FOR IMMEDIATE RELEASE
The Canadian Cancer Trials Group (CCTG) led CE.6 phase III trial was published today in the New England Journal of Medicine. This international study tested the addition of temozolomide chemotherapy to an abbreviated course of radiation therapy in older adults with Glioblastoma (brain cancer).
“The incidence of glioblastoma is higher in the elderly population and a lack of clinical trial data in this age group has led to uncertainty about the best approaches to manage the condition,” says Dr. Chris O’Callaghan CCTG Senior Investigator. “These results will now guide both national and international practice, changing how glioblastoma is treated in elderly patients around the world.”
Lead co-authors Dr. James R. Perry (Sunnybrook Heath Sciences Centre) and Dr. Normand Laperriere (UHN Princess Margaret Cancer Centre), found that the one-year and two-year survival rates were 37.8 percent and 10.4 percent with radiation plus temozolomide vs. 22.2 percent and 2.8 percent with short course radiation therapy alone.
“This study provides the first evidence from a randomized clinical trial that chemotherapy in combination with a shorter radiation schedule significantly extends survival without a detriment to quality of life,” said lead study co-author James R. Perry, Endowed Chair in Brain Tumour Research at the Odette Cancer and Sunnybrook Health Sciences Centres. “Although glioblastoma disproportionately affects older patients, there have been no clear guidelines for treating these patients, and practice varies globally.”
Glioblastoma is the most common form of brain cancer and elderly patients account for half of those diagnosed with the disease. The study demonstrates that adding the cancer drug temozolomide to a shortened course of radiation therapy, followed by monthly maintenance doses, improves the survival rate of elderly patients, reducing the risk of death by 33 percent, without loss of quality of life.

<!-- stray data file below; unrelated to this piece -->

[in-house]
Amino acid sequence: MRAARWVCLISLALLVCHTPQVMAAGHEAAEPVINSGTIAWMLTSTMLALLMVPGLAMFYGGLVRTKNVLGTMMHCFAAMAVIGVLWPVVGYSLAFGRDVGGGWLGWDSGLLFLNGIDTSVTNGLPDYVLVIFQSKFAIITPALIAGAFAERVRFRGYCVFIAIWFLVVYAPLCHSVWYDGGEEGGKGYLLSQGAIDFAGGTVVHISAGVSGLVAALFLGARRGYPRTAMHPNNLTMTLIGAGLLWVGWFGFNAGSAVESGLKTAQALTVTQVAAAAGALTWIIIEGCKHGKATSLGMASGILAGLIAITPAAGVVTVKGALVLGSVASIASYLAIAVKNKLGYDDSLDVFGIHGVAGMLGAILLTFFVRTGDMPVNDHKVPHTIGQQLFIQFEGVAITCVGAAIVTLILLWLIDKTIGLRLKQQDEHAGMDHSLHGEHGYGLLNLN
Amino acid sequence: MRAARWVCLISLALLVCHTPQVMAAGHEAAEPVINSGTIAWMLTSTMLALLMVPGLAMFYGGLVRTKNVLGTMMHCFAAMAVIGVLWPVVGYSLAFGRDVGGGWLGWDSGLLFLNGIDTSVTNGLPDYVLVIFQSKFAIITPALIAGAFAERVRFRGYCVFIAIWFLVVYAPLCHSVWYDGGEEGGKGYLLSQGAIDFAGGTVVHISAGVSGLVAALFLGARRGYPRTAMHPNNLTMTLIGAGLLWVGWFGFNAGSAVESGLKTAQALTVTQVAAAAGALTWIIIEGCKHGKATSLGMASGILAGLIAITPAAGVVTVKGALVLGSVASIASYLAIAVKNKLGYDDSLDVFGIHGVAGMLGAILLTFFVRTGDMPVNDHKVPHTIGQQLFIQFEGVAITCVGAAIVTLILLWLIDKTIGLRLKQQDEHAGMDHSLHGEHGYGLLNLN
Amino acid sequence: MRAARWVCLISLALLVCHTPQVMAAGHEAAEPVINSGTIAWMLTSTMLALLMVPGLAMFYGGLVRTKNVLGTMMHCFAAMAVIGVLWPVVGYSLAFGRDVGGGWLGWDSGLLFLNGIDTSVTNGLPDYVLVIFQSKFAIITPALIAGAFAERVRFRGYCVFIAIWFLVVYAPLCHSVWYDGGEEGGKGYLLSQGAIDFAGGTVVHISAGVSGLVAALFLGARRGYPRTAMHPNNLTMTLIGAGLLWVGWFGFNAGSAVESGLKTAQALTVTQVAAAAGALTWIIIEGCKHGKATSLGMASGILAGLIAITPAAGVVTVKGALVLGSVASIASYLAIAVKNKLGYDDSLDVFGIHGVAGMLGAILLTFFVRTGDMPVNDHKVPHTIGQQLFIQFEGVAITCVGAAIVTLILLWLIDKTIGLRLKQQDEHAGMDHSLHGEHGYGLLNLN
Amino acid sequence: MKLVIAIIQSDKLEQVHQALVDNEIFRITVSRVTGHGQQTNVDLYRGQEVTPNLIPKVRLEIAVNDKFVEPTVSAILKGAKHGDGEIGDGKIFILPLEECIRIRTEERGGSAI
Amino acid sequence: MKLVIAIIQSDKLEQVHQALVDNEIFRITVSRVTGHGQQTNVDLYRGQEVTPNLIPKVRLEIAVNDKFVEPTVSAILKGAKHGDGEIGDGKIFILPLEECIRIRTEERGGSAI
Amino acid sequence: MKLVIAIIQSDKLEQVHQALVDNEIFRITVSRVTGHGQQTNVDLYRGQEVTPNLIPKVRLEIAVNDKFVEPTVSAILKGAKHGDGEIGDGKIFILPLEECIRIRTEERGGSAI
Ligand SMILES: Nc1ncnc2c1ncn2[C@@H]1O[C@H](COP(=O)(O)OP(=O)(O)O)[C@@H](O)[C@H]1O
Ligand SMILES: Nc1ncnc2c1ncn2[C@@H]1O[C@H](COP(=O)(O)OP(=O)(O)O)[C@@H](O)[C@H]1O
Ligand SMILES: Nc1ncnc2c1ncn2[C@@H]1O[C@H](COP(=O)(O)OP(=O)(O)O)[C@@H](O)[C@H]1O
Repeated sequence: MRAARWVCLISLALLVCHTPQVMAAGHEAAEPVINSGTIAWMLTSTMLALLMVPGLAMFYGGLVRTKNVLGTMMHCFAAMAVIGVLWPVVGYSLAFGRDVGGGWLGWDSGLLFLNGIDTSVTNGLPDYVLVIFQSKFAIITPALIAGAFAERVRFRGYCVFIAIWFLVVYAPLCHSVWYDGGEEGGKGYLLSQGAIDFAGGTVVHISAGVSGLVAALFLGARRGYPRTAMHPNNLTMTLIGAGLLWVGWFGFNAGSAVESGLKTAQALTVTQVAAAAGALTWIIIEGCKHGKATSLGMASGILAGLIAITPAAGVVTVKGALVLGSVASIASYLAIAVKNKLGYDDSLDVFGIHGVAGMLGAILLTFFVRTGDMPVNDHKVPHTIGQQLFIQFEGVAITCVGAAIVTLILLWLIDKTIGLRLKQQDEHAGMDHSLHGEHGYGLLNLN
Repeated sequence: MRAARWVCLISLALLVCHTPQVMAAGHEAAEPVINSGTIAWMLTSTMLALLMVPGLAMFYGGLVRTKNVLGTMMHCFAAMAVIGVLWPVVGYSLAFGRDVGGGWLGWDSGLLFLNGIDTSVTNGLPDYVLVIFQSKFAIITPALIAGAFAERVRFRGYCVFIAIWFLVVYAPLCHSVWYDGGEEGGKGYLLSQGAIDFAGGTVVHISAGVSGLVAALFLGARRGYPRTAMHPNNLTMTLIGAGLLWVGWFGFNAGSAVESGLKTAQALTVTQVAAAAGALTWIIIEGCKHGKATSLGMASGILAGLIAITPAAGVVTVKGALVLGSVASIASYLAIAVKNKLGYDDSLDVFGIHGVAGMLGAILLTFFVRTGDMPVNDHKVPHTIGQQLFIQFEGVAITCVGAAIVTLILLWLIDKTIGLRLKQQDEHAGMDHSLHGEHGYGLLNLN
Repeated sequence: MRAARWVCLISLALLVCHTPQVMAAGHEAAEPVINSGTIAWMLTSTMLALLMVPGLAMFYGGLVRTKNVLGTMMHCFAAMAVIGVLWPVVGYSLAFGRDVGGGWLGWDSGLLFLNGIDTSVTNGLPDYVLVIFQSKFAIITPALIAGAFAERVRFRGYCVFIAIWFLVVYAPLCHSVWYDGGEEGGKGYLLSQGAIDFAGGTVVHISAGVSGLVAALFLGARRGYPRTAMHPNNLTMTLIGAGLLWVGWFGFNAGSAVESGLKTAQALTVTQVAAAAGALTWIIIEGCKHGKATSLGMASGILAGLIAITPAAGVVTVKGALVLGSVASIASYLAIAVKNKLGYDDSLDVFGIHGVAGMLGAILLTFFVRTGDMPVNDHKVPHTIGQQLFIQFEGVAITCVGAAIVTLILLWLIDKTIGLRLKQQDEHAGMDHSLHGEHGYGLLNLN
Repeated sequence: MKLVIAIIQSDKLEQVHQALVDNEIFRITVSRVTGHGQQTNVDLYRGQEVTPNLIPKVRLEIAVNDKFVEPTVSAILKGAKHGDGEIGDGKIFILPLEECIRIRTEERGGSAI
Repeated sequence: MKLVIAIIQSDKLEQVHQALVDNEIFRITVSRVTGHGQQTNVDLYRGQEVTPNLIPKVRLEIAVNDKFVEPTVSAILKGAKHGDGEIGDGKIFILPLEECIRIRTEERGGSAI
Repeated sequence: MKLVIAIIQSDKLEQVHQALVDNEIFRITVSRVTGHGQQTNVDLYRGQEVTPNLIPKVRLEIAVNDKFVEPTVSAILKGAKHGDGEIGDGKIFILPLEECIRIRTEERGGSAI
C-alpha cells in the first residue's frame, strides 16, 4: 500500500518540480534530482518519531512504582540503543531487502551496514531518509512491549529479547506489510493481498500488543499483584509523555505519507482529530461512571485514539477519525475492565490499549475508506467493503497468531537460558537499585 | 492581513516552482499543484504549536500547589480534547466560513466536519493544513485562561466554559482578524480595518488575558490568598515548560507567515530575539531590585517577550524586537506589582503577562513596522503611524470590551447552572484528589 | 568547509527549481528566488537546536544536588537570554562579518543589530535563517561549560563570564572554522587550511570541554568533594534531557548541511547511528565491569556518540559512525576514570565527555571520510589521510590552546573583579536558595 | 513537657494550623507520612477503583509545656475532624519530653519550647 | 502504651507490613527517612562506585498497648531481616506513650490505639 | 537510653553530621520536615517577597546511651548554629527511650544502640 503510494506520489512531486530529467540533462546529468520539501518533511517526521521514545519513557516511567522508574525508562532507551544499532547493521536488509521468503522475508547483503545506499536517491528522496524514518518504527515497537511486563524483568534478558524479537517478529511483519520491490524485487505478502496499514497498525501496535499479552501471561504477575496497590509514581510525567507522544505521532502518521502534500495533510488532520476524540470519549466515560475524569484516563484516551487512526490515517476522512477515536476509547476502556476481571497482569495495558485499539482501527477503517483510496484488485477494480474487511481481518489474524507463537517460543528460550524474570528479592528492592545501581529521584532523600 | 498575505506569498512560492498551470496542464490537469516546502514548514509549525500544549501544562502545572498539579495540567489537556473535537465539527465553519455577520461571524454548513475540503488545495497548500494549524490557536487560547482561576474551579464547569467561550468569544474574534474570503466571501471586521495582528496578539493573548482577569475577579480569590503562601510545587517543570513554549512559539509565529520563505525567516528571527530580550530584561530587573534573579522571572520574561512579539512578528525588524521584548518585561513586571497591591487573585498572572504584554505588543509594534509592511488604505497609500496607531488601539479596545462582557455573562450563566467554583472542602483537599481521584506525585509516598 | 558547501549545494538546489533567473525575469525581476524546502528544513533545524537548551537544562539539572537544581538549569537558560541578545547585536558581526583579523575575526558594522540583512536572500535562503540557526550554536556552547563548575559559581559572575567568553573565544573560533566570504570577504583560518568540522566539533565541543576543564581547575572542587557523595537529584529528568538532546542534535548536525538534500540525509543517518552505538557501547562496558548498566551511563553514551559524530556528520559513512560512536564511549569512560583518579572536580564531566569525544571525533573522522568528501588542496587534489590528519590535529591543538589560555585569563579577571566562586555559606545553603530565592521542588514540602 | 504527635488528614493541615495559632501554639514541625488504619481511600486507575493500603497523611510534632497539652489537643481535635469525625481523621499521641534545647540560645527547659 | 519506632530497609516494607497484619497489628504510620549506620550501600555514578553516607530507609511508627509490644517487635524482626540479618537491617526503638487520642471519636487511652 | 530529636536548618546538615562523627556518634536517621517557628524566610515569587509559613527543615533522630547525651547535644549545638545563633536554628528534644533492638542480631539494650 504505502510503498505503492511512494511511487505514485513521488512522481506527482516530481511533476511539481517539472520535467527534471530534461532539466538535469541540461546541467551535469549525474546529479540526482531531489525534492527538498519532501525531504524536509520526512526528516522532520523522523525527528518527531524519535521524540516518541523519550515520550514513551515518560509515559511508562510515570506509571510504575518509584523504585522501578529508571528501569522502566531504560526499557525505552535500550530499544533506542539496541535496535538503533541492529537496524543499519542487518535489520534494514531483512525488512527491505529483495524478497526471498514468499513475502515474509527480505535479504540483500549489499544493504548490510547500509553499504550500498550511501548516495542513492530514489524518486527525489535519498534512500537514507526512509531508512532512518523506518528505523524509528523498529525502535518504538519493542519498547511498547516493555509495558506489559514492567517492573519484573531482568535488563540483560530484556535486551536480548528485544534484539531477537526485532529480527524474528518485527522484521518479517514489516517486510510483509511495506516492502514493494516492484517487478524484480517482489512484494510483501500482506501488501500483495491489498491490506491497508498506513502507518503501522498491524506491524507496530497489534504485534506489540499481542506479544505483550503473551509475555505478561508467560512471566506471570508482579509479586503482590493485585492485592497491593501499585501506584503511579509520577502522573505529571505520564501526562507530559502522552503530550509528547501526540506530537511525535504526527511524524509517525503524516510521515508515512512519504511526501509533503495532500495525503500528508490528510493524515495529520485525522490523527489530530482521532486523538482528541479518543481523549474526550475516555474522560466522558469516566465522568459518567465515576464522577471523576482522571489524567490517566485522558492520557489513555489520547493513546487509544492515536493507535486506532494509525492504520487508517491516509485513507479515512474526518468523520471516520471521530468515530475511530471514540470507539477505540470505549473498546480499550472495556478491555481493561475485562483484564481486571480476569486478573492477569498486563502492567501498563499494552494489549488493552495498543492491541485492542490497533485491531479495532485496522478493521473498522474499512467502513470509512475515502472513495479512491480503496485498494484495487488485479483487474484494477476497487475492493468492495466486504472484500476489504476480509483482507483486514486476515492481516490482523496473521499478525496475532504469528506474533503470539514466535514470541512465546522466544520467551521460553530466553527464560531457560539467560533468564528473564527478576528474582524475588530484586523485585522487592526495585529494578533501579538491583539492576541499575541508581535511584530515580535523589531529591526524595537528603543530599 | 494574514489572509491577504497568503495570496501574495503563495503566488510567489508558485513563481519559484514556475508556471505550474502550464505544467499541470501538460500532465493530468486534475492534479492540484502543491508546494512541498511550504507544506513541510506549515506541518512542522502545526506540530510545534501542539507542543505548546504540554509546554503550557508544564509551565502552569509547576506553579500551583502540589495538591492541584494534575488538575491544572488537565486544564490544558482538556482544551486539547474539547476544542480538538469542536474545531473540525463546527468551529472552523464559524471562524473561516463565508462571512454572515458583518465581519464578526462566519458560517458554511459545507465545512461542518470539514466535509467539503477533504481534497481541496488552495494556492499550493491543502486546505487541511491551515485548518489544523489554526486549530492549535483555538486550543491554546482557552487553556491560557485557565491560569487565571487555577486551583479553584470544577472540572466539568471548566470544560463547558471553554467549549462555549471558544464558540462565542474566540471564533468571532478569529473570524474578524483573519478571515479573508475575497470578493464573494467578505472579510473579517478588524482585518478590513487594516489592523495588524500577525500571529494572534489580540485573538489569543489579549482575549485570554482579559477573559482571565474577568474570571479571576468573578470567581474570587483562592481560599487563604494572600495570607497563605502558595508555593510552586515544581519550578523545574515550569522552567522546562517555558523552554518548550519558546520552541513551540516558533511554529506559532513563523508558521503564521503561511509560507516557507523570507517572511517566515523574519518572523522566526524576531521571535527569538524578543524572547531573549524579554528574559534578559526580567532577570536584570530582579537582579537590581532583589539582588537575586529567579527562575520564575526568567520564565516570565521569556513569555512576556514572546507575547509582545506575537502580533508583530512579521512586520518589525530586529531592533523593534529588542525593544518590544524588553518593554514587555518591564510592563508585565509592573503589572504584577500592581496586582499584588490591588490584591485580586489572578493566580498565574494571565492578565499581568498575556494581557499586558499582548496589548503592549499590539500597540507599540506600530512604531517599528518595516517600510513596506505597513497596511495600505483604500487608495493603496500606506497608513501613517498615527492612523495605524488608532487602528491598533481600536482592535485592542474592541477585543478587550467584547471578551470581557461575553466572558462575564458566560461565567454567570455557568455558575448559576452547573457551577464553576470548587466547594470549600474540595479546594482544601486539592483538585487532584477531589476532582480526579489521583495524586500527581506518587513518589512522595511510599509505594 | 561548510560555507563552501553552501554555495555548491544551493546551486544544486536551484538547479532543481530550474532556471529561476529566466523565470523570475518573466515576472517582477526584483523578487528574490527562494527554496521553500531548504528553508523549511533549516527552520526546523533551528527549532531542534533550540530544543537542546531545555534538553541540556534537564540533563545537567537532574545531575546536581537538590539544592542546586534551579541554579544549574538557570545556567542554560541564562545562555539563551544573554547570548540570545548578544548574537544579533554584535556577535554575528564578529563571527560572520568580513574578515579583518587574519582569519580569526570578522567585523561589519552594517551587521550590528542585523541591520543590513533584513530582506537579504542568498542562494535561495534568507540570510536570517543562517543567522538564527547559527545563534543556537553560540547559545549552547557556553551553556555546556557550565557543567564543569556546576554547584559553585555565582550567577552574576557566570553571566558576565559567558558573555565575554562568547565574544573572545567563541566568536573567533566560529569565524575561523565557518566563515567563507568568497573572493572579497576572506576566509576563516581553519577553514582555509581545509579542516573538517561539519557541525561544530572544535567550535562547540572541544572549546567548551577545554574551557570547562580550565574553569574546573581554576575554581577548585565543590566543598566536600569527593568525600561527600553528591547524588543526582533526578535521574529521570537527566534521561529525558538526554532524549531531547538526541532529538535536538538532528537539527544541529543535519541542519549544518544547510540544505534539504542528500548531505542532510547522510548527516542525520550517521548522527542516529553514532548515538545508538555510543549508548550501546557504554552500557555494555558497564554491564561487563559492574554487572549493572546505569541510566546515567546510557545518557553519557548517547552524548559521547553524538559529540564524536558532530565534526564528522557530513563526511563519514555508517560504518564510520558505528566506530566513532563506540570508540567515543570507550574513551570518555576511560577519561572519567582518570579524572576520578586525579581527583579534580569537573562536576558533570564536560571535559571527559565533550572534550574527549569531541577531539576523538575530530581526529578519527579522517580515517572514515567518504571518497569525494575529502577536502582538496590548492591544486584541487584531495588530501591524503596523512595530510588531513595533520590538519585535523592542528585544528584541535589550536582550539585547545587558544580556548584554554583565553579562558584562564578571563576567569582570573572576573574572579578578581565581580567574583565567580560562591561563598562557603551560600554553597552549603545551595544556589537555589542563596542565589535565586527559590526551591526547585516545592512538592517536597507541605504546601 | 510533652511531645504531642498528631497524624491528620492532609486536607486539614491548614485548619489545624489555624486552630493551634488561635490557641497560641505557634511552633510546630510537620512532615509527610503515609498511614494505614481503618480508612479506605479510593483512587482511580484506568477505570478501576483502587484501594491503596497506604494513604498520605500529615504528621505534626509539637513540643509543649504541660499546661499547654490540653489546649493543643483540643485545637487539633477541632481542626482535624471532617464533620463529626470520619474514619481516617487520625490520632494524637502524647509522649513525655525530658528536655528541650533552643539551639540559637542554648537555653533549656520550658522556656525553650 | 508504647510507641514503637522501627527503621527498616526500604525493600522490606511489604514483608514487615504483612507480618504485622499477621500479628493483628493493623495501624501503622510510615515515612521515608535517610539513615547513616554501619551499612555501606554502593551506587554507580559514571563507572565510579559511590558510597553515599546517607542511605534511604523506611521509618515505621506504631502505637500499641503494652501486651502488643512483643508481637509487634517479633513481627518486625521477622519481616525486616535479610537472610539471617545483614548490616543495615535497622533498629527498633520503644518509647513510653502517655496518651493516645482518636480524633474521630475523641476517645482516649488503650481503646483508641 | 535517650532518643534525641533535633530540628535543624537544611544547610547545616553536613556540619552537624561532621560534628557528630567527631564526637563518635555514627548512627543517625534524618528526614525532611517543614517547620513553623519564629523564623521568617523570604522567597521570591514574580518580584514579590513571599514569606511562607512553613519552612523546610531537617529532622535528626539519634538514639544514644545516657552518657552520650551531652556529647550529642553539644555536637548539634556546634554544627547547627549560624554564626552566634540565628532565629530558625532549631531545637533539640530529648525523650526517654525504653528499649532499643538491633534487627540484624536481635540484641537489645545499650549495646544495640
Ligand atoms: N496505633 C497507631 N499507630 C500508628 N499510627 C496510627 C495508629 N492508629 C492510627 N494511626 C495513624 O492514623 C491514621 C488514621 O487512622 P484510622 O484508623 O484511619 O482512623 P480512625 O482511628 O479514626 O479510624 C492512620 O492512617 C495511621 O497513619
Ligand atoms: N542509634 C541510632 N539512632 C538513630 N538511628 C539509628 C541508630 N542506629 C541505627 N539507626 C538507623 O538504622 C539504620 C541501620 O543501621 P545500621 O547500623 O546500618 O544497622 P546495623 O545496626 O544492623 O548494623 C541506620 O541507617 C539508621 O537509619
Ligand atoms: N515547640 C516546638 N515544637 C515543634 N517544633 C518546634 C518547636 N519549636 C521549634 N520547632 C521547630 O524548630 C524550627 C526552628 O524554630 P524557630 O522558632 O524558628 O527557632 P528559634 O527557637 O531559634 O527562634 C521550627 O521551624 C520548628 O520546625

Although the difference in median survival seems modest, temozolomide significantly increased the chances of surviving two or three years. This extra time certainly means a great deal to a person with cancer and their family,” said Dr. Perry.
About the Canadian Cancer Trials Group
The Canadian Cancer Trials Group (CCTG) is a cancer clinical trials research cooperative that runs phase I-III clinical trials to test anti-cancer and supportive therapies in over 80 institutions across Canada and more internationally. CCTG is one of the national programs of the Canadian Cancer Society Research Institute (CCSRI) and from its centre at Queen’s University in Kingston, Ontario, they have supported over 500 trials in over 40 countries, aimed at improving survival rates and quality of life for all people with cancer.
For more information: Lisa Callahan, communications leader | 613-533-6000 x 74483